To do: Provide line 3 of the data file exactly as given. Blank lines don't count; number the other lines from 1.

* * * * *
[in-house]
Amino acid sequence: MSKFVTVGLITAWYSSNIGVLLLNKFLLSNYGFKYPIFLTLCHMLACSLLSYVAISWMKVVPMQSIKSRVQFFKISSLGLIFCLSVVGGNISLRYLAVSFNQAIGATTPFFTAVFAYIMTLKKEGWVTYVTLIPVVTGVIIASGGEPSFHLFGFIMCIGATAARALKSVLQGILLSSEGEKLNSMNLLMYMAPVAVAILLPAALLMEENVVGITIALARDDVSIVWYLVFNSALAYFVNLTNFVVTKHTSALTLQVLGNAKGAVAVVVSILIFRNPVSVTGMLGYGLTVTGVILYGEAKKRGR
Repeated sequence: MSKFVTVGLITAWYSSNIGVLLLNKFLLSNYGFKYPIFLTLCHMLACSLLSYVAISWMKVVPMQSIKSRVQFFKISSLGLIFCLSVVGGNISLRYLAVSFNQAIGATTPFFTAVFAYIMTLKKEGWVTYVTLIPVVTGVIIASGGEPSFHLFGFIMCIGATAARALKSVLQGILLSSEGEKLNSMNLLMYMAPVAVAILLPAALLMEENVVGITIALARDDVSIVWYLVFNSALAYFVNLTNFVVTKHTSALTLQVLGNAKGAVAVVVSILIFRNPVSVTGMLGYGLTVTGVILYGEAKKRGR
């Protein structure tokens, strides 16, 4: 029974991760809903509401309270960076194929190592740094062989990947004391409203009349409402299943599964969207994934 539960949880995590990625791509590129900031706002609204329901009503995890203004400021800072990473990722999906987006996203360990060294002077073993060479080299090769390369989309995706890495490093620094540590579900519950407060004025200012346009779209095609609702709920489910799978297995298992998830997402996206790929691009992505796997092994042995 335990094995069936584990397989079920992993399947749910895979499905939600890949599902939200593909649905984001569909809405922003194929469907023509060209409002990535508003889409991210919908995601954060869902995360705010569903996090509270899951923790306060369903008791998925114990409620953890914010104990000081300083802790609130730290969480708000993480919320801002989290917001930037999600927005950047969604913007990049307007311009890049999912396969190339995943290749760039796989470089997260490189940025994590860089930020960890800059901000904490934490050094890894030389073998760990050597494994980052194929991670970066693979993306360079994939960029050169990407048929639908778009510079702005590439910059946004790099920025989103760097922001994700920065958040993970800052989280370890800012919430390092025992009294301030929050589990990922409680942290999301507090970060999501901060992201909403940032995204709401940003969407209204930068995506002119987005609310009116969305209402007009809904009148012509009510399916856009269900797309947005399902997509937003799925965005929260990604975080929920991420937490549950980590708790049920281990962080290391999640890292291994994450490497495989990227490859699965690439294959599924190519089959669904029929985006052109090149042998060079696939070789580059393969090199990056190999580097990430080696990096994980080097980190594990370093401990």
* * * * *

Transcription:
Repeated sequence: MSKFVTVGLITAWYSSNIGVLLLNKFLLSNYGFKYPIFLTLCHMLACSLLSYVAISWMKVVPMQSIKSRVQFFKISSLGLIFCLSVVGGNISLRYLAVSFNQAIGATTPFFTAVFAYIMTLKKEGWVTYVTLIPVVTGVIIASGGEPSFHLFGFIMCIGATAARALKSVLQGILLSSEGEKLNSMNLLMYMAPVAVAILLPAALLMEENVVGITIALARDDVSIVWYLVFNSALAYFVNLTNFVVTKHTSALTLQVLGNAKGAVAVVVSILIFRNPVSVTGMLGYGLTVTGVILYGEAKKRGR